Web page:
Materials and Methods:
A prospective comparative study of 108 consecutive patients (121 knees) was conducted. They were divided into two groups: A study group, with no drainage and a control group with drain inserted at the end of surgery. A total of 121 patients were recruited into two groups. A study group consisted of 59 knees, in which we did not use drainage after TKA and a control group with 62 knees, in which drain was inserted post surgery. Both groups were comparable in terms of preoperative characteristics. The indication for TKA was osteoarthritis (n = 105) and rheumatoid arthritis (n = 16).
Results:
In patients without drainage we observed lower need for opioids, higher blood loss on the 1st postoperative day and a lower need for change of dressings. There were no statistically significant differences in terms of total blood loss, hidden blood loss, transfusion rate, range of motion, length of hospital stay or incidence of complications between the two groups. In 1 year observation there were no differences in clinical outcome between the two groups.
Conclusions:
The present study conclude that there is no rationale for the use of drain after primary TKA. There are benefits in terms of lower opioid intake, lower blood loss on the first postoperative day and lower need for dressing reinforcement during hospitalization.
doi:10.4103/0019-5413.136285
PMCID: PMC4137520  PMID: 25143646
Blood loss; drain; dressing reinforcement; opioids; total knee arthroplasty; Arthroplasty; replacement; knee; blood loss; surgical drainage suction
5.  Subcutaneous versus Intraarticular Indwelling Closed Suction Drainage after TKA: A Randomized Controlled Trial 
Background
TKA can involve substantial bleeding, and the issue regarding whether vacuum drainage should be used during TKA continues to be debated as both methods have disadvantages.
Questions/purposes
We therefore asked whether subcutaneous indwelling vacuum drainage is advantageous over intraarticular indwelling vacuum drainage in terms of blood drainage, bleeding-related complications, and functional outcomes in primary TKA.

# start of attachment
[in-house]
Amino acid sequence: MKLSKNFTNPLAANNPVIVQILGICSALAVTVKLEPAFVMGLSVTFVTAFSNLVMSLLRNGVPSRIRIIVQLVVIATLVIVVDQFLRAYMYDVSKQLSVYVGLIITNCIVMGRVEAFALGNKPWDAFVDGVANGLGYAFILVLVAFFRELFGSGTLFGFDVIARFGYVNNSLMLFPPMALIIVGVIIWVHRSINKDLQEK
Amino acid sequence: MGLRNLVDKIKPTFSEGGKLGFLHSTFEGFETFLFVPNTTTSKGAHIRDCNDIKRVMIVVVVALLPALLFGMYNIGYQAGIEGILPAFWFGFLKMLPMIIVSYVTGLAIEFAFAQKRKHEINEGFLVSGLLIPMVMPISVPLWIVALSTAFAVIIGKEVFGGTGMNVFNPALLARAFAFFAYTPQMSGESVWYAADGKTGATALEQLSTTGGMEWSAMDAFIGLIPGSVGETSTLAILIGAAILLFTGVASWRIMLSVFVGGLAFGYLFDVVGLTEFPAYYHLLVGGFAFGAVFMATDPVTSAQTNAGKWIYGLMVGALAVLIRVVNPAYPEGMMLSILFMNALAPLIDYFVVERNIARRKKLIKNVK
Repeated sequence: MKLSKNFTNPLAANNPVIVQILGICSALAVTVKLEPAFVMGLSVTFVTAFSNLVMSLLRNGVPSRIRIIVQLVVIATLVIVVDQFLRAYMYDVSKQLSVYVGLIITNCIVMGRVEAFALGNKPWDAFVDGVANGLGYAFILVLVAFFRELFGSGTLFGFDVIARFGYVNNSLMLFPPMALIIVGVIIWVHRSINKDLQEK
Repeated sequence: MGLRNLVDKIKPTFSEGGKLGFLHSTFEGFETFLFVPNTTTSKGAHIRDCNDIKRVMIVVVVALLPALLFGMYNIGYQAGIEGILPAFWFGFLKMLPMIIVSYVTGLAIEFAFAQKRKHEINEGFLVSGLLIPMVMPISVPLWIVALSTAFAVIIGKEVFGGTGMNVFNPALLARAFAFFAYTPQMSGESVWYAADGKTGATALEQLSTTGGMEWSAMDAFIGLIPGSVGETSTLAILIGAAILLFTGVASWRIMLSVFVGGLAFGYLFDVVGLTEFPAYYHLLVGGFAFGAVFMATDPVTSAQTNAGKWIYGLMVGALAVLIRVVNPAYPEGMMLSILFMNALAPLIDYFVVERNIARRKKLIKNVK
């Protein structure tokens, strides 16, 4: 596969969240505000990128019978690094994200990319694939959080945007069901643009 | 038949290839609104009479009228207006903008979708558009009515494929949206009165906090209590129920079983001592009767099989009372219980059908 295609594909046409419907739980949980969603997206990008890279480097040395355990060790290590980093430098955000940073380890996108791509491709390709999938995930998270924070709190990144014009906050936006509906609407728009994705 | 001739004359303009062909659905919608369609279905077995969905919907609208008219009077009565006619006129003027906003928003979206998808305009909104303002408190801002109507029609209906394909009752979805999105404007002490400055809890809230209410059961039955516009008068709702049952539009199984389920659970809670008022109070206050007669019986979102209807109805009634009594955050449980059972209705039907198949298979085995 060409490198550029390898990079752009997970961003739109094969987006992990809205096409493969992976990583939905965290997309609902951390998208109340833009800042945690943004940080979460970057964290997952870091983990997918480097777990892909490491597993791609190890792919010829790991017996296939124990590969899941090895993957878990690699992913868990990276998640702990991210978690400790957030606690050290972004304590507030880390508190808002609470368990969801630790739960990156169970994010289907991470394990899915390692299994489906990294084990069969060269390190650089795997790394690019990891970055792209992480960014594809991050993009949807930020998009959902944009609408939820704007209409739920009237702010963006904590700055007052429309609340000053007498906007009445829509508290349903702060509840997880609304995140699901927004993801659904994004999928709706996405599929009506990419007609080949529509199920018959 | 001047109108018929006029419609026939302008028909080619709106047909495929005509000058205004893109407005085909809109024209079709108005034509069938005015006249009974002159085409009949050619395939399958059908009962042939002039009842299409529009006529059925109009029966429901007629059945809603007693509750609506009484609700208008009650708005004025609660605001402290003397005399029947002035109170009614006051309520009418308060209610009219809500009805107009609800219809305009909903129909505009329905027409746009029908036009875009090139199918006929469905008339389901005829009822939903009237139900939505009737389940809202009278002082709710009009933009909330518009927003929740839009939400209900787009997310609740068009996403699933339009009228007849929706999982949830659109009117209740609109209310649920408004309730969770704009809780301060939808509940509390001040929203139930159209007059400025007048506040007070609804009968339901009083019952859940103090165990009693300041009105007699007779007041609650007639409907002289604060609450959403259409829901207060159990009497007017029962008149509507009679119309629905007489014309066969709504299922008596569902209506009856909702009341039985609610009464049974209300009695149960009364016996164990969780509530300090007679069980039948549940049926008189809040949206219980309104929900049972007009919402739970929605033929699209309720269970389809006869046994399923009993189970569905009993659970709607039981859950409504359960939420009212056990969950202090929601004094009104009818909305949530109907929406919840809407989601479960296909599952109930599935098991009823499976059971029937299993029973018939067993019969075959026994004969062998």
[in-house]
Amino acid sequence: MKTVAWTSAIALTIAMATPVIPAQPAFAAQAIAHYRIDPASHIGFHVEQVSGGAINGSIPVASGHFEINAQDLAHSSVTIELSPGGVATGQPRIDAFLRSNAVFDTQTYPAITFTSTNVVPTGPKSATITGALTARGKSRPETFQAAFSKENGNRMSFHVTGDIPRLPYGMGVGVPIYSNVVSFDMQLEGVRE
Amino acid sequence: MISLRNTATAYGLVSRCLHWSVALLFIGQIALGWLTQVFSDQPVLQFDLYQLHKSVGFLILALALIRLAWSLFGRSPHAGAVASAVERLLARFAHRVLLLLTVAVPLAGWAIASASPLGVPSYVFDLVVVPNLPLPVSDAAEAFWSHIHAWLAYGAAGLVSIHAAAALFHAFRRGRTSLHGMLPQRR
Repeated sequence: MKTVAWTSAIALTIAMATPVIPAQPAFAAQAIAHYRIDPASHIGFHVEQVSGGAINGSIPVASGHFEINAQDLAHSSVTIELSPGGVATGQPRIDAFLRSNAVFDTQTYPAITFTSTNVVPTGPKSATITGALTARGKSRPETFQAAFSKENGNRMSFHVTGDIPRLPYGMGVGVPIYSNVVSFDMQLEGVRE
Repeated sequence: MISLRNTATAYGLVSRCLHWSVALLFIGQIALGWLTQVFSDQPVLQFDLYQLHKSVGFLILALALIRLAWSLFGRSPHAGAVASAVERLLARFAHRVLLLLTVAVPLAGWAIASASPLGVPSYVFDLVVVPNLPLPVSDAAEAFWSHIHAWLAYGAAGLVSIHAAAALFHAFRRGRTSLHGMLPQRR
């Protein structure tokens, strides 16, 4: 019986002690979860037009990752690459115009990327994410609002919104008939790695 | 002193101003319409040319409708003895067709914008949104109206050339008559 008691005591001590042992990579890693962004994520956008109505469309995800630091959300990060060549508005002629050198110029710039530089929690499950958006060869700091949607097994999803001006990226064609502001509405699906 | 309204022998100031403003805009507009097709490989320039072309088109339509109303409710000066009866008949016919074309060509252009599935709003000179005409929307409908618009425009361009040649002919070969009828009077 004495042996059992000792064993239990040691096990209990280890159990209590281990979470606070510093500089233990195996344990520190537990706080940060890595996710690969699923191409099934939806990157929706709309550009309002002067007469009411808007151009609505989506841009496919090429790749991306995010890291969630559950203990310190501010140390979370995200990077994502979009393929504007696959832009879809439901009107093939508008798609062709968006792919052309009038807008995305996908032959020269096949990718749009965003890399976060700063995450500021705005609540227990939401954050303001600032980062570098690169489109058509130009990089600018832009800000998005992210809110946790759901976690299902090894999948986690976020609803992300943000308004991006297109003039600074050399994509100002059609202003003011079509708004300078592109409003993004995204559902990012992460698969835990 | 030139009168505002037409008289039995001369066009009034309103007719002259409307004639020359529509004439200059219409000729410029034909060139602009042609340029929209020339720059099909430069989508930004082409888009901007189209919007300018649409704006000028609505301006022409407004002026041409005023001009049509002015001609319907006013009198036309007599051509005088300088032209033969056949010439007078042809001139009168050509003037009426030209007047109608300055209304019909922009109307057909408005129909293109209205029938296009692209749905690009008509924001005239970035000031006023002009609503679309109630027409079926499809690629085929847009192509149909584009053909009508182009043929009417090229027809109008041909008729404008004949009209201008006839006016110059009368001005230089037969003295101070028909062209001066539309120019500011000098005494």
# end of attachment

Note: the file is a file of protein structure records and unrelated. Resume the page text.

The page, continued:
Patients and methods
We randomized 111 patients undergoing TKAs to have either a subcutaneous indwelling or an intraarticular indwelling catheter and compared the two groups for blood loss (hemoglobin decrease, transfusion requirements, hypotension episode), incidence of wound problems (requirements for dressing reinforcement, oozing, hematoma, hemarthrosis, ecchymosis, infection), and functional outcomes (recovery of motion arc, American Knee Society, WOMAC, and SF-36 scores) at 12 months after surgery.
Results
The mean vacuum drainage volume was less in the subcutaneous indwelling group than in the intraarticular indwelling group (140 mL versus 352 mL). The groups were similar in terms of decreases in hemoglobin after 2 and 5 days (3.0 versus 3.3 g/dL and 3.3 versus 3.7 g/dL, respectively), allogenic transfusion requirements (4% versus 11%), incidence of wound problems, and functional scores.
Conclusions
The data suggest subcutaneous indwelling closed-suction drainage is a reasonable alternative to intraarticular indwelling closed-suction drainage and to no suction drainage.
Level of Evidence
Level I, therapeutic study. See Guidelines for Authors for a complete description of levels of evidence.
doi:10.1007/s11999-010-1243-6
PMCID: PMC2895852  PMID: 20127212
6.  Case Report: Cauda Equina Syndrome Associated With an Interspinous Device 
Background
Although postoperative spinal epidural hematoma (SEH) is not uncommon, hematomas that require surgery are rare. Cauda equina syndrome (CES) may be associated with postoperative SEH. In these cases, early recognition and emergency decompression can prevent further damage and better neurologic recovery.
Case Description
A 41-year-old man underwent two-level discectomy with insertion of an interspinous spacer at L3-4 and L4-5 because of low back pain and radiculopathy. Eight hours after the operation, the patient developed CES. MRI revealed SEH compressing posteriorly at the L3-4 level. On emergency decompression and hematoma evacuation, the interspinous spacer had obstructed the laminotomy site at L3-4 completely, blocking drainage to the drain. The patient experienced complete neurologic recovery by 2 months followup.